People, poets, puppets: popular performance and the wong cilik in contemporary Java.
|dc.contributor.author||Curtis, Richard A.|
|dc.contributor.supervisor||Dr Krishna Sen|
|dc.contributor.supervisor||Dr Geoff Reeves|
Many studies have analysed the ways in which the dominant forces of state and capital are shaping contemporary Indonesian political economy, social relations and cultural production. More and more of such studies have evaluated the significance of the "middle class(es)" as a burgeoning social force. Few studies specifically address the social agency of the subordinated classes, the bulk of Indonesia's population, identified as the wong cilik in this study. Only recently have some scholars begun to take seriously the rapid formation of an urban working class as an increasingly important component in Indonesian social dynamics. An underlying assumption of this study is that cultural production, in particular, popular performance, is an important window on, and component of, wong cilik social agency. This assumption is pursued by observing three principal sites of cultural contestation, poetry, the shadow play, wayang kulit, and "modem" theatre. These three, often overlapping sites, are set within a broad survey of popular performance in Java, followed by a regional focus on Tegal, located on the north west coast of Central Java.A bias in analysis towards the more formal and visible aspects of cultural production, such as performance text and conventions, has led to a distortion and insufficient recognition of wong cilik social agency. The first task of this study, therefore, is to develop a better approach to identifying and evaluating wong cilik cultural agency. The approach for which we are looking demands attention be given to the less formal aspects and social context of popular performance. Here, the relationship between performance and audience is central to identifying the cultural agency of the wong cilik. Depending on the surrounding social relations which constitute the performance, space can exist for wong cilik control over cultural production and meaning through audience participation.During the course of a performance the social significance of its changing nature is closely associated with changes in audience composition and involvement. An absent, indifferent, sometimes hostile, wong cilik audience can undermine the potential of formal moments to reinforce dominant ideologies and social relations. Conversely, heightened audience participation often characterises the informal moments of a performance. The possibility of social potency is greatest in these moments of close affinity between wong cilik audience and performance. This is apparent in the relationship between audience and dalang (puppeteer) in many local performances of wayang kulit. The informal 'comic interlude', in particular, can provide opportunity for the articulation of shared meanings and concerns between the predominantly wong cilik audience and sympathetic dalang, dependent on their patronage and coming from a similar socio-economic background.As part of the intelligentsia, the dalang, as with other cultural workers, has an important, often ambiguous, role in determining the significance of cultural production for the wong cilik. Here, it is important to recognise that the cultural workers, themselves, and their performances are socially constituted. In a study on theatre in Tegal observations of audience participation assist greatly in evaluating the effectiveness or sincerity in representing or asserting wong cilik sentiment in "modern" theatre and populist wayang mbeling. In general, this focus on audience participation helps situate popular performances in their surrounding social relations. This approach helps avoid elitist or essentialist tendencies that may occur from an over emphasis on the idealised characteristics and conventions of cultural forms or genres.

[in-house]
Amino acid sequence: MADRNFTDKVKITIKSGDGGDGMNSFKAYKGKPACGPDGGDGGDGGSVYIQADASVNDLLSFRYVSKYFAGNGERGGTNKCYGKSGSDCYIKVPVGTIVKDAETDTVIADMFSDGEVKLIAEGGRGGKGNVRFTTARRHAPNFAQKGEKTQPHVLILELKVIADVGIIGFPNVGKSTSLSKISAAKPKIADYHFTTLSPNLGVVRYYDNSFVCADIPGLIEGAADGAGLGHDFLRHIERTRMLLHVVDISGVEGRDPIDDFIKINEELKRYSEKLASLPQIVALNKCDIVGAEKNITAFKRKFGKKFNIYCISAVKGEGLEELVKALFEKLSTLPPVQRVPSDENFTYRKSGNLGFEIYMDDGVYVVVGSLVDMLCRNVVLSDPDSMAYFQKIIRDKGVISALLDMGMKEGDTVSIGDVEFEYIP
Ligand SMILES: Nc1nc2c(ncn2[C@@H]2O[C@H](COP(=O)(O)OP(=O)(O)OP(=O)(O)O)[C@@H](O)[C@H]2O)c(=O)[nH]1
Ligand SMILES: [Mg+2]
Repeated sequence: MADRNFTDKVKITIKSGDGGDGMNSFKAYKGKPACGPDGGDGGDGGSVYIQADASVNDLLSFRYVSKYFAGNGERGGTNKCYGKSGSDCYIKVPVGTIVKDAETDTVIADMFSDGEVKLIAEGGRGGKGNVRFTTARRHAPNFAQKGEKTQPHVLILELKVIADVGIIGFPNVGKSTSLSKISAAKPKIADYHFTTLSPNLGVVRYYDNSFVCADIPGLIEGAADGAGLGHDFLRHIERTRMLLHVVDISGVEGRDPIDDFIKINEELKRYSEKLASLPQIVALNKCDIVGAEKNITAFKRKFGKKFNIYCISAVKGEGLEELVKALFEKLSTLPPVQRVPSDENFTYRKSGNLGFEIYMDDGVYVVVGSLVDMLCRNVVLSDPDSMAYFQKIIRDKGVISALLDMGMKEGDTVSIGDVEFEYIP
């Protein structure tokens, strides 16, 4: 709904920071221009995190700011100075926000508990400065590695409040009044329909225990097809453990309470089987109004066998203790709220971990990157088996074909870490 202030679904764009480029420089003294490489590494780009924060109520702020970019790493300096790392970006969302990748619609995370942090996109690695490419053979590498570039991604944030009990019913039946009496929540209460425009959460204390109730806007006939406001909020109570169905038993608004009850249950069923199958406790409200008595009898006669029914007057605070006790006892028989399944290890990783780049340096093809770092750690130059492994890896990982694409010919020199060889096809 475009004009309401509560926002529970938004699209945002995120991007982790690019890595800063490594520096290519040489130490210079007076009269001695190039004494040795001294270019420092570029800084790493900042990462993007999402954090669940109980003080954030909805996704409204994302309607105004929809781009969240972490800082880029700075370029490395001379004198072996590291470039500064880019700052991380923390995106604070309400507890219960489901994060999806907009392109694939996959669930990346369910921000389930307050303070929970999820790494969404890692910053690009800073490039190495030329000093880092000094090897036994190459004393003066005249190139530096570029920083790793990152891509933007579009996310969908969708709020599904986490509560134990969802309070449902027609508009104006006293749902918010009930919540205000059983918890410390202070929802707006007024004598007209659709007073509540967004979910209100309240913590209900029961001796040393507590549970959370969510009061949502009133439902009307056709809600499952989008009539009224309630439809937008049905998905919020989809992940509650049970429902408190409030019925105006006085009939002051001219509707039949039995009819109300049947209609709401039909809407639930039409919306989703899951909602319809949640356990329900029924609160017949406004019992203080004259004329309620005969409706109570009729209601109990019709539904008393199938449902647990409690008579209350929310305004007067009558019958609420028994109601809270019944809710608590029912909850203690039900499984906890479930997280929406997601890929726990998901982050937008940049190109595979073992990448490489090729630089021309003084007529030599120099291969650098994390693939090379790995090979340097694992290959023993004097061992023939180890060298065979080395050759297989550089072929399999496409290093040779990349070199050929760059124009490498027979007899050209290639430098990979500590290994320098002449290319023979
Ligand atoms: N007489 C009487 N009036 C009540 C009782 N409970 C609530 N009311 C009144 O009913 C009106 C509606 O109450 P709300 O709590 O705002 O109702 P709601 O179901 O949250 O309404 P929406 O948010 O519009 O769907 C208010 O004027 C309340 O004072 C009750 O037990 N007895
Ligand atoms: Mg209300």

|dc.title||People, poets, puppets: popular performance and the wong cilik in contemporary Java.|
|curtin.department||School of Social Sciences and Asian Languages|